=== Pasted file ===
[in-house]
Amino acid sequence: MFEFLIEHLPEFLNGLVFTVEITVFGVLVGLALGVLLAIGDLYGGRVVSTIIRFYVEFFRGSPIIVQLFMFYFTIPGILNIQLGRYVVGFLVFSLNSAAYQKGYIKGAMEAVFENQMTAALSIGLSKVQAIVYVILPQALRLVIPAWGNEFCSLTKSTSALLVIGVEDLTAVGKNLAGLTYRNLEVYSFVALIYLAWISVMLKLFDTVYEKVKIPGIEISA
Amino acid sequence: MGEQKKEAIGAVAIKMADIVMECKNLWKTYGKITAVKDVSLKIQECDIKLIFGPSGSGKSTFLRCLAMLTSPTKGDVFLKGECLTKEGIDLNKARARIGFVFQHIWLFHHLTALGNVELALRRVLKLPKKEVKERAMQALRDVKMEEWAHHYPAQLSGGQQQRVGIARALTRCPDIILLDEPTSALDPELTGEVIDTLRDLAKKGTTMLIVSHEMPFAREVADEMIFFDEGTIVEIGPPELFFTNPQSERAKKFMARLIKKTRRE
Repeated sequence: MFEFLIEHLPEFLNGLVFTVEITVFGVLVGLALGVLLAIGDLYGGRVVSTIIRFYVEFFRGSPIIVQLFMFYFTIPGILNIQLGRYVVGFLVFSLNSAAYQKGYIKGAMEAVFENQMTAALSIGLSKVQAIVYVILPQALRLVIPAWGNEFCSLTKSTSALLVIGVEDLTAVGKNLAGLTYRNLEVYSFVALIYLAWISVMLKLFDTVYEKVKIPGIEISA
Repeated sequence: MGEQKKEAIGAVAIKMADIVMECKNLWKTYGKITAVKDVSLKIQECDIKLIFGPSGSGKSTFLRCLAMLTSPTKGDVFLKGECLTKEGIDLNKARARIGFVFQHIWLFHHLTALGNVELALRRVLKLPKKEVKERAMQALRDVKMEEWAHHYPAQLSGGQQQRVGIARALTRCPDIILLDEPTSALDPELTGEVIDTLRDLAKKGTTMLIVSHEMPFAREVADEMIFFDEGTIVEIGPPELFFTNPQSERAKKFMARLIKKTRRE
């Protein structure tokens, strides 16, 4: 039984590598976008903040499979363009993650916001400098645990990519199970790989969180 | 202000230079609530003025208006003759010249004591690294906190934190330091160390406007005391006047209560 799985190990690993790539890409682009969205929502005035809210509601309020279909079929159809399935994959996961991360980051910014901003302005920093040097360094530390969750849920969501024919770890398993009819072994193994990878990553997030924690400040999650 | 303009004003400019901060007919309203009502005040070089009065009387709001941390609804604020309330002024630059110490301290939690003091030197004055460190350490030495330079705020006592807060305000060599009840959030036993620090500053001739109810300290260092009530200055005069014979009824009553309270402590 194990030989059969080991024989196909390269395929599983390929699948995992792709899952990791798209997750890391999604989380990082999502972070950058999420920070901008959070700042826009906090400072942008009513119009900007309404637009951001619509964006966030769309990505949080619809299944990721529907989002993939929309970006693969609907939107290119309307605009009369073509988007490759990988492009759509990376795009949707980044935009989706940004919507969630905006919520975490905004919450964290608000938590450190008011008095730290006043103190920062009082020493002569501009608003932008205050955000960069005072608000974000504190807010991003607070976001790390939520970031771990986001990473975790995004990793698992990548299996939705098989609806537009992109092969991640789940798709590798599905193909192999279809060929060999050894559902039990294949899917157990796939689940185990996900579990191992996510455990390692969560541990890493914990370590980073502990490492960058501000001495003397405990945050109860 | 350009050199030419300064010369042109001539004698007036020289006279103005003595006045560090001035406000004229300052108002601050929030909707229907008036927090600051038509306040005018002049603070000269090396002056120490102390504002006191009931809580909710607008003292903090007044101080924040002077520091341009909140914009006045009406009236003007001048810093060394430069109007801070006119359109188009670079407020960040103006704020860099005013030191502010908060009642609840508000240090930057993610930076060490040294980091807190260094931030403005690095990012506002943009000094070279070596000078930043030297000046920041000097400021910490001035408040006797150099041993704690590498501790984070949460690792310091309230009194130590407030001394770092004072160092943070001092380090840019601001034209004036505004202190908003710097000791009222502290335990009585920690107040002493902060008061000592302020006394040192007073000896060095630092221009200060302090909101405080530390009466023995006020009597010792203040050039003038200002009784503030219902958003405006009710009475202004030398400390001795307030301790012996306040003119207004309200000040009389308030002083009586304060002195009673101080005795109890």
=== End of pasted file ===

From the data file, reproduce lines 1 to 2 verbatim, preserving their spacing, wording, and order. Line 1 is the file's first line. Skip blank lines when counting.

[in-house]
Amino acid sequence: MFEFLIEHLPEFLNGLVFTVEITVFGVLVGLALGVLLAIGDLYGGRVVSTIIRFYVEFFRGSPIIVQLFMFYFTIPGILNIQLGRYVVGFLVFSLNSAAYQKGYIKGAMEAVFENQMTAALSIGLSKVQAIVYVILPQALRLVIPAWGNEFCSLTKSTSALLVIGVEDLTAVGKNLAGLTYRNLEVYSFVALIYLAWISVMLKLFDTVYEKVKIPGIEISA